Yeah, I must say, it's laughable that advertisement states that the MacBook Pros are great for on-the-go digital photography... they should add the tag line: "just don't do any color editing on them".
So, the larger assumed gamut of our canned profiles meant that certain colors that our monitors *are* deficient at reproducing (e.g. yellow) were NOT being pumped out at higher values/saturations by color-managed software. However, after calibration with the i1, the limited gamut monitor profile instructed CM applications to heighten yellows before sending to my MBP LCD screen... hence the more reasonable colors (less over-blown saturation in the oranges/reds) after calibration with the i1. This is also obvious when I drag the LR window from my MBP LCD display to my Sony CRT: Initially, on the Sony CRT, the image in the incoming LR window (as I'm dragging it over) appears intensely yellow (i.e. the image that was being pumped to my MBP LCD was oversaturated in yellow, since my MBP LCD was inefficient at displaying yellow)... then as CM kicks in for my Sony CRT, oranges are restored as yellows are brought back down.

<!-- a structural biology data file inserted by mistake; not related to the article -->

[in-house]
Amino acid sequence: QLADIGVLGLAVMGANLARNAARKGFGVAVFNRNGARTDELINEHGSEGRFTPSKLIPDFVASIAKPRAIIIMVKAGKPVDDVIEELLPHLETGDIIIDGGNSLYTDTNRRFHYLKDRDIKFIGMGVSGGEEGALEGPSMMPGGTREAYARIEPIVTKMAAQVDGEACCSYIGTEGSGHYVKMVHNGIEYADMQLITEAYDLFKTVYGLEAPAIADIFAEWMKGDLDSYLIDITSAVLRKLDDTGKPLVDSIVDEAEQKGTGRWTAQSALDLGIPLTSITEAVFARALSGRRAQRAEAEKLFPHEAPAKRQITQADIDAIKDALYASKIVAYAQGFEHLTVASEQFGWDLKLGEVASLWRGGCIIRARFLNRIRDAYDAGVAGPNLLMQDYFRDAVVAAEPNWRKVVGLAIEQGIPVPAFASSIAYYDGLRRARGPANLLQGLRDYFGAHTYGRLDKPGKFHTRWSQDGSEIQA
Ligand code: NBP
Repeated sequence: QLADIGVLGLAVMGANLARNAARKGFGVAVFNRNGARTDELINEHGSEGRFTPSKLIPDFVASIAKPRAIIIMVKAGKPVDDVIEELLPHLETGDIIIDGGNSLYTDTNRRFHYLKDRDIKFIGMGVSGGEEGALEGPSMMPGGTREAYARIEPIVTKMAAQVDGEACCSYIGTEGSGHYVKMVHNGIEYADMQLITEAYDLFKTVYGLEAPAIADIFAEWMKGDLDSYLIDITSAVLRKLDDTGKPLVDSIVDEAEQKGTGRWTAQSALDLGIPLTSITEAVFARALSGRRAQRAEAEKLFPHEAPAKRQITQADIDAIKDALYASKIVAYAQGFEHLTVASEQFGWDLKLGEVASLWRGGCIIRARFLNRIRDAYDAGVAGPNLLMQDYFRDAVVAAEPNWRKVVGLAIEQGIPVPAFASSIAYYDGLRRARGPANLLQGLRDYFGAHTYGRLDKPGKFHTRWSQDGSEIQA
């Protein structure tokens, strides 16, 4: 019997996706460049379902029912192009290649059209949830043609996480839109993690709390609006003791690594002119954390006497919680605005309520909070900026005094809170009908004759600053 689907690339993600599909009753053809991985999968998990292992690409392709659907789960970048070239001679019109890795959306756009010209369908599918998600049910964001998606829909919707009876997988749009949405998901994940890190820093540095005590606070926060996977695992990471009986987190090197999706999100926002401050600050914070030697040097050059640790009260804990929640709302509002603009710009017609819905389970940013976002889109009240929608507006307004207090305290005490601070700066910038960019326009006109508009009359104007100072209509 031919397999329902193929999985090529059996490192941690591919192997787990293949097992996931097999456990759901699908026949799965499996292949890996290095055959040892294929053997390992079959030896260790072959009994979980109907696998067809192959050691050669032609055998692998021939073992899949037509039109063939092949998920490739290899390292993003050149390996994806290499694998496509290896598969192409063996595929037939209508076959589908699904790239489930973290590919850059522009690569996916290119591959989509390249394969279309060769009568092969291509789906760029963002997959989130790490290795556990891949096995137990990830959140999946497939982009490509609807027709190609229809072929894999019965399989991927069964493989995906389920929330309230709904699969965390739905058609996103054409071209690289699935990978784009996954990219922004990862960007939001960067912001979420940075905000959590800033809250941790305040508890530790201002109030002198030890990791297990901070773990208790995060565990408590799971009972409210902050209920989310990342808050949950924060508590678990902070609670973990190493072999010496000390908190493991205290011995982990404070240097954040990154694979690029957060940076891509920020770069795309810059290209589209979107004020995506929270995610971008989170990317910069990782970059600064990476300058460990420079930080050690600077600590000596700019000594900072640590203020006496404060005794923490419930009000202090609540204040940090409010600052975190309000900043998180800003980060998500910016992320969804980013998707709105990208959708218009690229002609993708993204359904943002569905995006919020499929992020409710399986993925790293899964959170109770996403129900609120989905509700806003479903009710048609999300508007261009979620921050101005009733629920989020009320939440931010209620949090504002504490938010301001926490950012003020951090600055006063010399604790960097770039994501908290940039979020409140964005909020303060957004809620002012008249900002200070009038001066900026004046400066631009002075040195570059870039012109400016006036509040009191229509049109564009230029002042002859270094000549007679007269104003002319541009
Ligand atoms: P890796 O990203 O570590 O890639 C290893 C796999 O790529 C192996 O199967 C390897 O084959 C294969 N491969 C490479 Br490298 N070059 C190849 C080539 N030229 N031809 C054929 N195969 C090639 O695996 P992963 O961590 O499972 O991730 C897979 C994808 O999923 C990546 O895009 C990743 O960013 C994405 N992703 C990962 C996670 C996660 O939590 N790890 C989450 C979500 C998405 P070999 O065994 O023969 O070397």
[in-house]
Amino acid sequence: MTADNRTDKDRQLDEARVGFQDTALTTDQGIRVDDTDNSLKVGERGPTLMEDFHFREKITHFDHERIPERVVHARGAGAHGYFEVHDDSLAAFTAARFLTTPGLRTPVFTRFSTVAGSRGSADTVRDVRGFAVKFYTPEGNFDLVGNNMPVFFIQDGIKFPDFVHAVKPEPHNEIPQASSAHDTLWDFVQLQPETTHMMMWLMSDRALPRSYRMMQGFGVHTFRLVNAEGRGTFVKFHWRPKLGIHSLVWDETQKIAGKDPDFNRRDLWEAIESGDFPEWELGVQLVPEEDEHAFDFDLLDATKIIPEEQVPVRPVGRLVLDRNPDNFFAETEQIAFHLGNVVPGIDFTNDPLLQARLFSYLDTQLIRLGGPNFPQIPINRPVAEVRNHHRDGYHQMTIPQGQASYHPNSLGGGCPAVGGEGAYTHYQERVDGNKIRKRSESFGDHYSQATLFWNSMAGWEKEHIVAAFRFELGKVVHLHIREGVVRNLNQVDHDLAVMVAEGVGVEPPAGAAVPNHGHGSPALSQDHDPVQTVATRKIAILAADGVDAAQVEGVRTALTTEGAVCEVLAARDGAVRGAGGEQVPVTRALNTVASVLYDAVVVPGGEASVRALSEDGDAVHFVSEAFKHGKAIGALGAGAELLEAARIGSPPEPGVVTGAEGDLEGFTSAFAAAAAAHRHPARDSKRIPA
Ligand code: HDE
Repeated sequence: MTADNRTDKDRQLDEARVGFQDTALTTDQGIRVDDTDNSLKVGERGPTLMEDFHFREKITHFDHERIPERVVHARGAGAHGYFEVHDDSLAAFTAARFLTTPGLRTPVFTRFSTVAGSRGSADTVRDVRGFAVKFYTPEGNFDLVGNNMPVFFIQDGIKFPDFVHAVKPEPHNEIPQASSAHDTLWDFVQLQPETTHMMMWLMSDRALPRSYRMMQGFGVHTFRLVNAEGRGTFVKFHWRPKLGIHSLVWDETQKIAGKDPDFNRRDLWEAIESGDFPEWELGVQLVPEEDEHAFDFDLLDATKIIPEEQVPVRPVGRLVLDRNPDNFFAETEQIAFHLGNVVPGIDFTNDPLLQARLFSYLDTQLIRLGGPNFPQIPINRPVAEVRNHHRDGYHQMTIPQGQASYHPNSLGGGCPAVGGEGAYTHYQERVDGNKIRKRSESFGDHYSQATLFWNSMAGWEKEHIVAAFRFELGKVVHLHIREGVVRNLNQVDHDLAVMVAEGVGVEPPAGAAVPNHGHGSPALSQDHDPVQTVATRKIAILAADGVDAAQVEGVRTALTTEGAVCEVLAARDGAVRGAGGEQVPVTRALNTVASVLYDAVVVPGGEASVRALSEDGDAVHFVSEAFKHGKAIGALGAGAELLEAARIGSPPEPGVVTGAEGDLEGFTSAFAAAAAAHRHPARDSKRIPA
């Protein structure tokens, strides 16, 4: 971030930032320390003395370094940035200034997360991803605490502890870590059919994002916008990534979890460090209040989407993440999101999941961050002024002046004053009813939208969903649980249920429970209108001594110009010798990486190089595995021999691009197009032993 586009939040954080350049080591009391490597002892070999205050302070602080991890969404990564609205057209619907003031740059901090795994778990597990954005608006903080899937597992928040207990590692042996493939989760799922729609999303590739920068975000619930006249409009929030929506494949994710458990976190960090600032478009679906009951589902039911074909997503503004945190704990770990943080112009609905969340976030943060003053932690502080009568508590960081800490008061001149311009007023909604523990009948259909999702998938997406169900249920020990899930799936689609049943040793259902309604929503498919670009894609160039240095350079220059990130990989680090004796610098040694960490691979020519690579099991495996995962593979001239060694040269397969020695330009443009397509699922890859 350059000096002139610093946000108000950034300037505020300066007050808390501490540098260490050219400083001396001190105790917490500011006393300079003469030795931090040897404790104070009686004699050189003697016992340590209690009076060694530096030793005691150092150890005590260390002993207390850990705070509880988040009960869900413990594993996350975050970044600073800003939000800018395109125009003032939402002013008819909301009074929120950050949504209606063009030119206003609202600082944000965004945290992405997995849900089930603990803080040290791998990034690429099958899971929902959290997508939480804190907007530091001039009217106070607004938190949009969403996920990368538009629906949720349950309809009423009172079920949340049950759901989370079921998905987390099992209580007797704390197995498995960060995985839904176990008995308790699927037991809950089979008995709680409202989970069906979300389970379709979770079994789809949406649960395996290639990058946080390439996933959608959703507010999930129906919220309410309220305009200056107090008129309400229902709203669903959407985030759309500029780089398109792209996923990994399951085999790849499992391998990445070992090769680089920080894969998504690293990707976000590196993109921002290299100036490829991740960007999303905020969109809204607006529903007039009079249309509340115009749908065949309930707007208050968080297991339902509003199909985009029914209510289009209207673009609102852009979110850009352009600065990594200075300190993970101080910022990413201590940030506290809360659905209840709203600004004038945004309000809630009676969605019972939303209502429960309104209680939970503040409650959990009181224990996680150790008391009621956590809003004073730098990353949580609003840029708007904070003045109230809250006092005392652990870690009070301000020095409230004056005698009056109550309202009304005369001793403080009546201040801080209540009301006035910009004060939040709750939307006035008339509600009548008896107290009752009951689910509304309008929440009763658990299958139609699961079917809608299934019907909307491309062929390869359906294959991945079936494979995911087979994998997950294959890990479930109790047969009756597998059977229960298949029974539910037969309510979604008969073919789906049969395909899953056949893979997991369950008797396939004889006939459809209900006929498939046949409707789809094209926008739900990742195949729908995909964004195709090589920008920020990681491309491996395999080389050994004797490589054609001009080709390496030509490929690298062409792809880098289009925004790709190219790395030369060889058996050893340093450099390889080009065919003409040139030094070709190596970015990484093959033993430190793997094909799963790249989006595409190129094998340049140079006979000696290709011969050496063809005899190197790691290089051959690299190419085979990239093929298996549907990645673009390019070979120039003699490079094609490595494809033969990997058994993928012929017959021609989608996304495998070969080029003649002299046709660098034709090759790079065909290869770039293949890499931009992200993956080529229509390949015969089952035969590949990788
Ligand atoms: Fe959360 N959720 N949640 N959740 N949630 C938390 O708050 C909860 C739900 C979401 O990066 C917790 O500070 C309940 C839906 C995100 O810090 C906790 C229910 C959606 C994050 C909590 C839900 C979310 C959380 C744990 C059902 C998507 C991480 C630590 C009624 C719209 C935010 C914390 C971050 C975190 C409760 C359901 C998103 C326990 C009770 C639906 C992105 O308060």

So, I still prefer my i1 profile over the canned profile.
But only for pictures without blues, I guess, since it turns blues violet. *SIGH*.
tlooknbill, don't you think it's funny, though, that your Pismo PowerBook monitor profile generated by the i1 says that your dinky laptop screen has a larger gamut in the blues than your iMac screen?
HIGHLY unlikely, and I still stand my ground that this overextension in the gamut of blues in these i1-generated profiles is more-than-likely what is causing the blue-to-violet hue shift for Andrew F., Andrew W., and me (& probably others who just haven't noticed it yet!).
Any theories? Contact i1 tech support? This problem has *got* to be fixable.